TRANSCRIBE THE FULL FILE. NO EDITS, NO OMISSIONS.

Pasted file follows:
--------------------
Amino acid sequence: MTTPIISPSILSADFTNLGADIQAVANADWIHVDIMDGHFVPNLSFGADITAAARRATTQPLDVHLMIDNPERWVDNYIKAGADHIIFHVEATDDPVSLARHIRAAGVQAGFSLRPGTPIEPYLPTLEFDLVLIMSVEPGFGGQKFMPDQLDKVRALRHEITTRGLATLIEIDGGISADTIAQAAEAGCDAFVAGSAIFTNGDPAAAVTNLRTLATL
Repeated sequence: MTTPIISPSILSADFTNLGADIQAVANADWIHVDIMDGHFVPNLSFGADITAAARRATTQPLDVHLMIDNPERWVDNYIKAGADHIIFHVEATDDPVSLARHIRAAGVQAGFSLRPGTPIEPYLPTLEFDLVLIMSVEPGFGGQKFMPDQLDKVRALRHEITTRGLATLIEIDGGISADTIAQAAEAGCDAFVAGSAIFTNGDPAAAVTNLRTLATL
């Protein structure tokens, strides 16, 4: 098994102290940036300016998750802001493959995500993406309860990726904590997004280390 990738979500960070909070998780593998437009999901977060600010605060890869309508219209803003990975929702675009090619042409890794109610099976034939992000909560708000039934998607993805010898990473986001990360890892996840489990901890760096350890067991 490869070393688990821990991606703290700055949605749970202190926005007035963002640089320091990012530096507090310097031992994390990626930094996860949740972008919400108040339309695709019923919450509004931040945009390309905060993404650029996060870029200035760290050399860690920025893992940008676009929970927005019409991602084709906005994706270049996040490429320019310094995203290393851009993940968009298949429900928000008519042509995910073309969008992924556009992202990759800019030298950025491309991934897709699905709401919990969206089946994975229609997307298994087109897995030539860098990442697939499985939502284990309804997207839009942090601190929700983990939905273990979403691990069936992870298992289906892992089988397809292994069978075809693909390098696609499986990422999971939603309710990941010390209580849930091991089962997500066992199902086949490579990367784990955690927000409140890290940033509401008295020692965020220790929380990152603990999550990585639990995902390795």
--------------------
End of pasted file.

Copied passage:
Amino acid sequence: MTTPIISPSILSADFTNLGADIQAVANADWIHVDIMDGHFVPNLSFGADITAAARRATTQPLDVHLMIDNPERWVDNYIKAGADHIIFHVEATDDPVSLARHIRAAGVQAGFSLRPGTPIEPYLPTLEFDLVLIMSVEPGFGGQKFMPDQLDKVRALRHEITTRGLATLIEIDGGISADTIAQAAEAGCDAFVAGSAIFTNGDPAAAVTNLRTLATL
Repeated sequence: MTTPIISPSILSADFTNLGADIQAVANADWIHVDIMDGHFVPNLSFGADITAAARRATTQPLDVHLMIDNPERWVDNYIKAGADHIIFHVEATDDPVSLARHIRAAGVQAGFSLRPGTPIEPYLPTLEFDLVLIMSVEPGFGGQKFMPDQLDKVRALRHEITTRGLATLIEIDGGISADTIAQAAEAGCDAFVAGSAIFTNGDPAAAVTNLRTLATL
């Protein structure tokens, strides 16, 4: 098994102290940036300016998750802001493959995500993406309860990726904590997004280390 990738979500960070909070998780593998437009999901977060600010605060890869309508219209803003990975929702675009090619042409890794109610099976034939992000909560708000039934998607993805010898990473986001990360890892996840489990901890760096350890067991 490869070393688990821990991606703290700055949605749970202190926005007035963002640089320091990012530096507090310097031992994390990626930094996860949740972008919400108040339309695709019923919450509004931040945009390309905060993404650029996060870029200035760290050399860690920025893992940008676009929970927005019409991602084709906005994706270049996040490429320019310094995203290393851009993940968009298949429900928000008519042509995910073309969008992924556009992202990759800019030298950025491309991934897709699905709401919990969206089946994975229609997307298994087109897995030539860098990442697939499985939502284990309804997207839009942090601190929700983990939905273990979403691990069936992870298992289906892992089988397809292994069978075809693909390098696609499986990422999971939603309710990941010390209580849930091991089962997500066992199902086949490579990367784990955690927000409140890290940033509401008295020692965020220790929380990152603990999550990585639990995902390795």